Monthly Archives: July 2014

Black Bean Soup

I love bean soups. They are flavorful, economical and versatile. This easy slow-cooker version has a fresh taste, thanks to the last-minute addition of salsa.


Black Bean Soup

Yields 6 main course servings

1-medium onion, rough chopped
1-medium-size green bell pepper, rough chopped
12-ounce package baby carrots
1-large jalapeño, halved and seeded
6-garlic cloves
16-ounce package dried black beans
6-cups vegetable broth or water
28-ounce can crushed tomatoes
1-Tablespoon ground cumin
1-cup fresh salsa
Salt and pepper to taste

1 lime, cut into 6 wedges
1/3 bundle of cilantro, chopped
Vegan sour cream, if desired
Fresh Salsa

Place onion, bell pepper, carrots, jalapeño and garlic into a food processor and process until nearly smooth. Transfer vegetable mixture into a 6-quart slow cooker. Add beans, broth or water, crushed tomatoes and cumin. Cover and cook on high until beans are very tender, about 3 hours.

Transfer half of the cooked beans to a food processor along with a little of the broth; process until smooth. Return purée to slow cooker and stir in salsa. Add salt and pepper to taste.

Serve soup with lime wedges, cilantro, vegan sour cream and additional salsa as desired.

This soup is even better the next day, and freezes well.

Click here to learn my method for preserving leftover cilantro.

Freezing Cilantro

If you are like me and love cilantro, you purchase those wonderful bundles of fresh flavor often. Trouble is, I rarely use the entire bundle, and after about a week in the fridge, it takes on a rather unpleasant slimy appearance and has to be thrown out.

I have found an easy way to preserve leftover cilantro for future recipes and thought you might find this useful as well.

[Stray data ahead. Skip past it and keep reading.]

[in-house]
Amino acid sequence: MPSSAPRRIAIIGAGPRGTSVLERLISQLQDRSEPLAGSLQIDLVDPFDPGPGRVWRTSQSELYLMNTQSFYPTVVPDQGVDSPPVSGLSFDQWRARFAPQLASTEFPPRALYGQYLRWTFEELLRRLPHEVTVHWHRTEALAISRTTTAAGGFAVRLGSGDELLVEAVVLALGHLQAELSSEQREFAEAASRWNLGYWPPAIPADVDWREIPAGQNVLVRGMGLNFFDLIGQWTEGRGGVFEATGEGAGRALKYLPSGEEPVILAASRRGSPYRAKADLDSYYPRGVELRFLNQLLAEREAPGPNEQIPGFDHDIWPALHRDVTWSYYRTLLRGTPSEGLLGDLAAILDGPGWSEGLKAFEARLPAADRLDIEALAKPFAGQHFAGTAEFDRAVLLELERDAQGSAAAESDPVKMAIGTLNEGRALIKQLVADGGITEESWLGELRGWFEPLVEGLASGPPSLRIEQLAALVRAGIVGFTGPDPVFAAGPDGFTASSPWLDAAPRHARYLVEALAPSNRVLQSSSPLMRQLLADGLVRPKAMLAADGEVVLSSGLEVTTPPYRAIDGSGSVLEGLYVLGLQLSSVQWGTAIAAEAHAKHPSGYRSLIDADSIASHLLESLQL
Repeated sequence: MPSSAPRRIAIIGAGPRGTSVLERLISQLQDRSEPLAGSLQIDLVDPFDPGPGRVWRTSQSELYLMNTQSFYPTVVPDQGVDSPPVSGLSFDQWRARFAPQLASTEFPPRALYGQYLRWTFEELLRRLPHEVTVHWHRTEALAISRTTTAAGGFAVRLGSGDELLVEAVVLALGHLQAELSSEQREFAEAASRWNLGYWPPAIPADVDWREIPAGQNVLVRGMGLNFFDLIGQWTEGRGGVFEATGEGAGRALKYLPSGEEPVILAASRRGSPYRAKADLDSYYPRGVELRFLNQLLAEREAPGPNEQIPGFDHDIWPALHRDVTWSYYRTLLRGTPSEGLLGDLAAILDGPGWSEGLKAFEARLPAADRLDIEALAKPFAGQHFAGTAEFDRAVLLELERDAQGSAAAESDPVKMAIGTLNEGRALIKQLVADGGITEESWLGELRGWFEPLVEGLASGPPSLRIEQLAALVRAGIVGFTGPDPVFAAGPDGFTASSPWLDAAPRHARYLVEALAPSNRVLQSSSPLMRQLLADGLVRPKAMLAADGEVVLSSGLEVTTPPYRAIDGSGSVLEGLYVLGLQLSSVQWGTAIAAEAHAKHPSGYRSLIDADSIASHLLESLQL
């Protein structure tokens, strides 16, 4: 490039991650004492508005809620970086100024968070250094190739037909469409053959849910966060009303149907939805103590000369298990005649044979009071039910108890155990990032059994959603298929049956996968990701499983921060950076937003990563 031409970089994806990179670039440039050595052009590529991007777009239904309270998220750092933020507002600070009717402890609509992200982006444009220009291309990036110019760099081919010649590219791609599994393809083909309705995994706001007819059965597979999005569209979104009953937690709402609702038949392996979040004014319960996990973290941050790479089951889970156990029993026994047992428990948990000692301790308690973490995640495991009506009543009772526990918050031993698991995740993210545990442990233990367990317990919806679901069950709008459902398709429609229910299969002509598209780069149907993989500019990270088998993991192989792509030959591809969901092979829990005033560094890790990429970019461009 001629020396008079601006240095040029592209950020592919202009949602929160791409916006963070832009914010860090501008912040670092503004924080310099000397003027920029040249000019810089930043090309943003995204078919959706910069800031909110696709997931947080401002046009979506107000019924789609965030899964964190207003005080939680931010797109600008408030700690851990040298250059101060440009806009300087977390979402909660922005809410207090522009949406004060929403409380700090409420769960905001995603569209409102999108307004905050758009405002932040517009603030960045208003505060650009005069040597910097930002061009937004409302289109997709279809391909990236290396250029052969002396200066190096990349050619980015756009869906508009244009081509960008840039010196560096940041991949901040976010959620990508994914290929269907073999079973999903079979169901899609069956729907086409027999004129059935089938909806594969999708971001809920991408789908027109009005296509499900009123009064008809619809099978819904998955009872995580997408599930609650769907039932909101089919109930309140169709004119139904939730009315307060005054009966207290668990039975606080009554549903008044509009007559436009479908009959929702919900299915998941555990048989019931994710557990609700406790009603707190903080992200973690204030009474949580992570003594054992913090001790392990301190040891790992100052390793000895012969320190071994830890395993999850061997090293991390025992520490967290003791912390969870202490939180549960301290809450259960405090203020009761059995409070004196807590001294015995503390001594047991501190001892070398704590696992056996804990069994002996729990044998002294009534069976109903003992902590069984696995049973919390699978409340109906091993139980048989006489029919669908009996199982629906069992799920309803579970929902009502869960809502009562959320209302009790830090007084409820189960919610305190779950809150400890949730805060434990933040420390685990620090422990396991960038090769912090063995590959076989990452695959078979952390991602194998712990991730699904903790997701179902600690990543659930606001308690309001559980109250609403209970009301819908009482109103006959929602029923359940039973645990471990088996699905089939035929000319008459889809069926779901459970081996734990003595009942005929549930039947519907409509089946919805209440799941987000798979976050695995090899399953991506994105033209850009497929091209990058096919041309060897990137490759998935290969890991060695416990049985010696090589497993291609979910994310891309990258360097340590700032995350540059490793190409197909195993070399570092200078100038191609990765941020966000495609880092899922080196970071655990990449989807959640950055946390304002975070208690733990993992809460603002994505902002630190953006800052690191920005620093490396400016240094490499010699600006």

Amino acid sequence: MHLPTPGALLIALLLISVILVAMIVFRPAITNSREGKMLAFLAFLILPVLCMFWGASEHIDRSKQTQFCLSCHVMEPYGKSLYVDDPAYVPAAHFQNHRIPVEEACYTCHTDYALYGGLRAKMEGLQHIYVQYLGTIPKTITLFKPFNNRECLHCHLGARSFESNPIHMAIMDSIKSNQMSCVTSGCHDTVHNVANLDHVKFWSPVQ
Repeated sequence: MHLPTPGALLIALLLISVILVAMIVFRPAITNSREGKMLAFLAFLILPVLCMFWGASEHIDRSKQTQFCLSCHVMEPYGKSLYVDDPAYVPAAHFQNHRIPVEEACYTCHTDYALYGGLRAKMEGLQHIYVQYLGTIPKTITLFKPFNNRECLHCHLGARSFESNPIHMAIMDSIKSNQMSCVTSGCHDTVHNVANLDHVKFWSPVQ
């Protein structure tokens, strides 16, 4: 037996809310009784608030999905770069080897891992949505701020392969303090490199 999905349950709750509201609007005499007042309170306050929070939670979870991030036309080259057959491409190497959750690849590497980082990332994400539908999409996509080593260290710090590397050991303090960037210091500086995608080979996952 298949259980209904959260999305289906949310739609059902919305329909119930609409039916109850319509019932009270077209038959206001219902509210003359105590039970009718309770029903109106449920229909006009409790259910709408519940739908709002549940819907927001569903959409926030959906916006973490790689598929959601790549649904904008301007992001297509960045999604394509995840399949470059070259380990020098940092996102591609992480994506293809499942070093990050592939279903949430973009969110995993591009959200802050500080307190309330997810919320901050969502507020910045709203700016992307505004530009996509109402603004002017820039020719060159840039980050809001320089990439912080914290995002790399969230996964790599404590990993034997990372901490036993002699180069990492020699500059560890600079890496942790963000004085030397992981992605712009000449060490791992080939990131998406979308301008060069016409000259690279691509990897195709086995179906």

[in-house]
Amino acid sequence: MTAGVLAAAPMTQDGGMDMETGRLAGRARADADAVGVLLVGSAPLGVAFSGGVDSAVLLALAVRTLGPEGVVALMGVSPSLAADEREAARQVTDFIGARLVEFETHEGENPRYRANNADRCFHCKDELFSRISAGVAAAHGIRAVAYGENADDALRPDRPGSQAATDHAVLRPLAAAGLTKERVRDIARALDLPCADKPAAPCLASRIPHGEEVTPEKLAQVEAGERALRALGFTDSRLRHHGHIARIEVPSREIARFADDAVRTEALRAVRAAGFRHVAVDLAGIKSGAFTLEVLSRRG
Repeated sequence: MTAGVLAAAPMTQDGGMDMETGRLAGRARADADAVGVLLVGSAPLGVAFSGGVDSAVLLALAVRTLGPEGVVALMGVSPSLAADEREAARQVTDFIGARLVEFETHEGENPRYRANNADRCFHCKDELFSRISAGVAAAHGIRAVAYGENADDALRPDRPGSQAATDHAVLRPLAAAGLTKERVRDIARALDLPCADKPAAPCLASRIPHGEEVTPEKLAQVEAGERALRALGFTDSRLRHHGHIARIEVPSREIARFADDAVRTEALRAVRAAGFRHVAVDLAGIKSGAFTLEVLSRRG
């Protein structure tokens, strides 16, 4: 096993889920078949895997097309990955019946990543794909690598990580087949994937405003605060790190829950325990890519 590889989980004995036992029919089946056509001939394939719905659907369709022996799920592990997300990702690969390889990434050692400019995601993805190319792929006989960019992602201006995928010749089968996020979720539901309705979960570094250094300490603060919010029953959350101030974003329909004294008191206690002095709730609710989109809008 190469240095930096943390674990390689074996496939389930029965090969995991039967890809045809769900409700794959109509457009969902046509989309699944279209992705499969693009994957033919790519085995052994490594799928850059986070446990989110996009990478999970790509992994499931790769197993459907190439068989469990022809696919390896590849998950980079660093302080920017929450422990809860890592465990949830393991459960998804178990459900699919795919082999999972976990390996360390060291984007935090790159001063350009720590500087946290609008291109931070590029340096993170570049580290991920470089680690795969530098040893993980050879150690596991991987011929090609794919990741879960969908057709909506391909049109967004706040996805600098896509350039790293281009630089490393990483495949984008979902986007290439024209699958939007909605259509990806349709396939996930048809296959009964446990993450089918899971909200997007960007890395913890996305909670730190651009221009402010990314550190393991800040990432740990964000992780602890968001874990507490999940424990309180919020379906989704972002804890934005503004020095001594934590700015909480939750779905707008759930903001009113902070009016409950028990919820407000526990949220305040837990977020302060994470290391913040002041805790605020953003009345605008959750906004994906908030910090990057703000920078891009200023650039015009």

preserving cilantro_oop

When I use cilantro, I go ahead and wash and drain the entire bundle, cut off the ends of the stems and discard. Chop the remaining cilantro and set aside the portion needed for the recipe. Then place the leftover chopped cilantro in a couple of snack-sized baggies and add just enough water to cover. Seal the baggies and freeze. Then, next time I make soup, I can grab a baggie from the freezer, and pop the frozen cilantro right into the soup (the baggie will easily tear away from the frozen ice).

If you want to save the cilantro in smaller portions, you can place it in an ice-cube tray, cover with water, and once frozen, pop the cubes out and place them in a baggie in the freezer. Take out one or two cubes as needed.

I’ve never tried using the frozen cilantro in an uncooked recipe, but it is great for cooked dishes!

Spicy 3-Bean and Quinoa Soup

1 2/3 cup dried pinto beans
1 cup dried black beans
2/3 cup dried garbanzo beans
2 yellow onions, chopped
4-6 cloves garlic
6-8 cups vegetable broth or water
2 tbsp ground cumin
1 tbsp chili powder
1 1/2 tsp dried oregano
1 tbsp Tony’s Cajun seasoning
1/2 tsp crushed red pepper flakes
1 bay leaf
1 can hominy, drained or 1 cup frozen corn
Salt and pepper to taste

Cooked quinoa
Tortilla chips
Lime wedges

Rinse pinto, black and garbanzo beans well to remove any debris, then pour into a large pot of fresh water. Bring to a boil then remove from heat, cover and let sit for 1 hour. After an hour, drain water, rinse beans again and return to pot with enough water or vegetable broth to cover.  Add onions, garlic and spices and cook until beans are almost tender, about an hour. Add hominy and cook until beans are very tender, another 30 minutes to an hour. Season with salt and pepper as desired.
Ladle soup over quinoa in bowls and garnish with cilantro. Serve lime wedges and tortilla chips on the side.

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